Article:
Porins are proteins which cross a cellular membrane and act as a pore through which molecules can diffuse. Unlike other membrane transport proteins, porins are large enough to allow passive diffusion - i.e. they act as channels which are specific to different types of molecules.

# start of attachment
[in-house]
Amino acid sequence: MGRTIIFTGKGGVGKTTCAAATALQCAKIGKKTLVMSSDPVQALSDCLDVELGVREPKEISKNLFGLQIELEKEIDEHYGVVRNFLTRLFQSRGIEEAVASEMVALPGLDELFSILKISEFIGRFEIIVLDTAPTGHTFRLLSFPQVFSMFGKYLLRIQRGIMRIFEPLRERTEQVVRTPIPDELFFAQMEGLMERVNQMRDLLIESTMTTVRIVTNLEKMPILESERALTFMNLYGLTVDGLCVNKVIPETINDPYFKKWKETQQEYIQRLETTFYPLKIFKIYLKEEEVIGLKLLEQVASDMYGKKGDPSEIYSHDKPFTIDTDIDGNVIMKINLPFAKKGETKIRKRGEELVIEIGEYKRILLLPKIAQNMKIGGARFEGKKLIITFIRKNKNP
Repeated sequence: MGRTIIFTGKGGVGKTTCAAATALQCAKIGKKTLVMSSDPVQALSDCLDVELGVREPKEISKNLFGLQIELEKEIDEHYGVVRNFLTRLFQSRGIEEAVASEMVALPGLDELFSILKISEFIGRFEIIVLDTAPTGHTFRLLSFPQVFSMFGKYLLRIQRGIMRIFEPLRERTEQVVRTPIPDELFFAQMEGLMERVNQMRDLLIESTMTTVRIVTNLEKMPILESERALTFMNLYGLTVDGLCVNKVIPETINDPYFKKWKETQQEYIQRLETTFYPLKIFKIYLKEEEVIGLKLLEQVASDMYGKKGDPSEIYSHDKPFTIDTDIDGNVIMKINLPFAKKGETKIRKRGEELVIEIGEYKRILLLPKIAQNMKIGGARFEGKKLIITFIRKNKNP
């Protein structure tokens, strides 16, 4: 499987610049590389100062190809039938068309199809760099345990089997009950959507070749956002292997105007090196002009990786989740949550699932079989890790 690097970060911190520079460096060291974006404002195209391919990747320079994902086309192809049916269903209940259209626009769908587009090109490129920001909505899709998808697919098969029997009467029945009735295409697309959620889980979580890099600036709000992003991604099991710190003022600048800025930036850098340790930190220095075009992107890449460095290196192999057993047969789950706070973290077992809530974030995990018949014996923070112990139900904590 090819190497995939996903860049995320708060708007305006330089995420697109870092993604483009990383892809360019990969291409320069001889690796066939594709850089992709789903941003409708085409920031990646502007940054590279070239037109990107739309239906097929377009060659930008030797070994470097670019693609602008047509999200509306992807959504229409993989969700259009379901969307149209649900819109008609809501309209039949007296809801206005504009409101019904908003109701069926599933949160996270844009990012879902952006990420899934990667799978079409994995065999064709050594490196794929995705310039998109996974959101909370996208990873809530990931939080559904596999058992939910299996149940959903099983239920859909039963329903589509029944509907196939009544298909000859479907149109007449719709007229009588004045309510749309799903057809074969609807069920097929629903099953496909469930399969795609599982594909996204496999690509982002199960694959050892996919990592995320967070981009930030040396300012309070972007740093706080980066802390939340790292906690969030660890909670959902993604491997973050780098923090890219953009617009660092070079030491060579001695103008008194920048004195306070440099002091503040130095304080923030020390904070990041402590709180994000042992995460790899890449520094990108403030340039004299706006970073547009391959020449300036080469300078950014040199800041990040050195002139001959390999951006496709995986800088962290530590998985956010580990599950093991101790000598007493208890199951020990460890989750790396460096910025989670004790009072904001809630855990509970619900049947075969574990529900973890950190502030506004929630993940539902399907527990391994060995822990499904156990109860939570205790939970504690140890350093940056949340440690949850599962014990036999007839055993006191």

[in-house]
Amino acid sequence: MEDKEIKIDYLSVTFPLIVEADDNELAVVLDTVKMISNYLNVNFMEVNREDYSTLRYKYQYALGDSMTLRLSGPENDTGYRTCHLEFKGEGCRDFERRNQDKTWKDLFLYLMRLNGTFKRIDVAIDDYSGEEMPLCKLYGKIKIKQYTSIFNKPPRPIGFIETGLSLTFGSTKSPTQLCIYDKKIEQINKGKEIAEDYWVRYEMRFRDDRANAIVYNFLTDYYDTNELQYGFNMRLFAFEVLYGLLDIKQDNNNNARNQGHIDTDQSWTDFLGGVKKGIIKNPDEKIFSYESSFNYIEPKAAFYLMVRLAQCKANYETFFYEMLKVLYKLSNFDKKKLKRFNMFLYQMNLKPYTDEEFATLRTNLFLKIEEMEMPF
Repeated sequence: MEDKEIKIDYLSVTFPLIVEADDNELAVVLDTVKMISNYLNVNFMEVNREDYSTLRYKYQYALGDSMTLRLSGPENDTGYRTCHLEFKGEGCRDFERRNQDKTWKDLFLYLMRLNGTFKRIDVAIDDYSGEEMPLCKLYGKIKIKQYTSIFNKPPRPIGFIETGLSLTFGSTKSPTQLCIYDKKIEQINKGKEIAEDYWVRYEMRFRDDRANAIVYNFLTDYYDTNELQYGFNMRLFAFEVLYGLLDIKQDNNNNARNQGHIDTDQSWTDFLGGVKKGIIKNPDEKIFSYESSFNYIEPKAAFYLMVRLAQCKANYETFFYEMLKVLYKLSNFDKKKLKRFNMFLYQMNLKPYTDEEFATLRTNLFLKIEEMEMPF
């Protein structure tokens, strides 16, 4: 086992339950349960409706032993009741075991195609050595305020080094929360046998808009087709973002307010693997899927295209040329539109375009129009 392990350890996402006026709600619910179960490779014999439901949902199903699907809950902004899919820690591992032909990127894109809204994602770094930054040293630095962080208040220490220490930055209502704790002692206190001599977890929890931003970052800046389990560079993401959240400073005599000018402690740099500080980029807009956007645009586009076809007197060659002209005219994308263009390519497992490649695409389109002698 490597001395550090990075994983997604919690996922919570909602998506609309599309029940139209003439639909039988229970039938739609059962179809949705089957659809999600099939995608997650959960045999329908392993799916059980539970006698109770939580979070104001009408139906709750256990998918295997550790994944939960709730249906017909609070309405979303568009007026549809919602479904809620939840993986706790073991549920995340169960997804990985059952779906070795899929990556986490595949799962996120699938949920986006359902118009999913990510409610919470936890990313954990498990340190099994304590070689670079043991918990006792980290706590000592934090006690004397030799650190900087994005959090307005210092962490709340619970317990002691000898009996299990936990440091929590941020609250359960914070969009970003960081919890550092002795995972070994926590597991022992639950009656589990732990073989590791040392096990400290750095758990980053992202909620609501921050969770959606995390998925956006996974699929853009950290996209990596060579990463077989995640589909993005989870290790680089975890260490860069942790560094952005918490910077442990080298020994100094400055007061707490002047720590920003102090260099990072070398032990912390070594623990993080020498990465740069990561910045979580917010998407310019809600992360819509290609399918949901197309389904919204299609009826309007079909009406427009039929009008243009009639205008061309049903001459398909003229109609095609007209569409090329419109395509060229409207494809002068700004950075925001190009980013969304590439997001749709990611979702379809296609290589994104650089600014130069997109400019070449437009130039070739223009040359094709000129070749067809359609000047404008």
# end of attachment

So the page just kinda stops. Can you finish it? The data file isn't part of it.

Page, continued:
The nonpolar interior of membranes limits the free diffusion of polar molecules. In most membranes various proteins serve as channels and pumps which regulate the movement of ions, metabolites and even water across the membrane. Due to the specificity of these proteins there is a high degree of control over what passes through the membrane. Several membranes such as the outer membranes of mitochondria, chloroplasts and bacteria, however, do not need the same high degree of control over what gets across. Rather than synthesizing many selective proteins to carry polar molecules across, it appears that cells make only a few types of transporters, like the porin, which let almost anything below a certain size across. It may simply be more cost effective to put a few porins in these membranes then many more selective proteins. These "leaky" membranes are still effective barriers to the movement of large molecules such as proteins.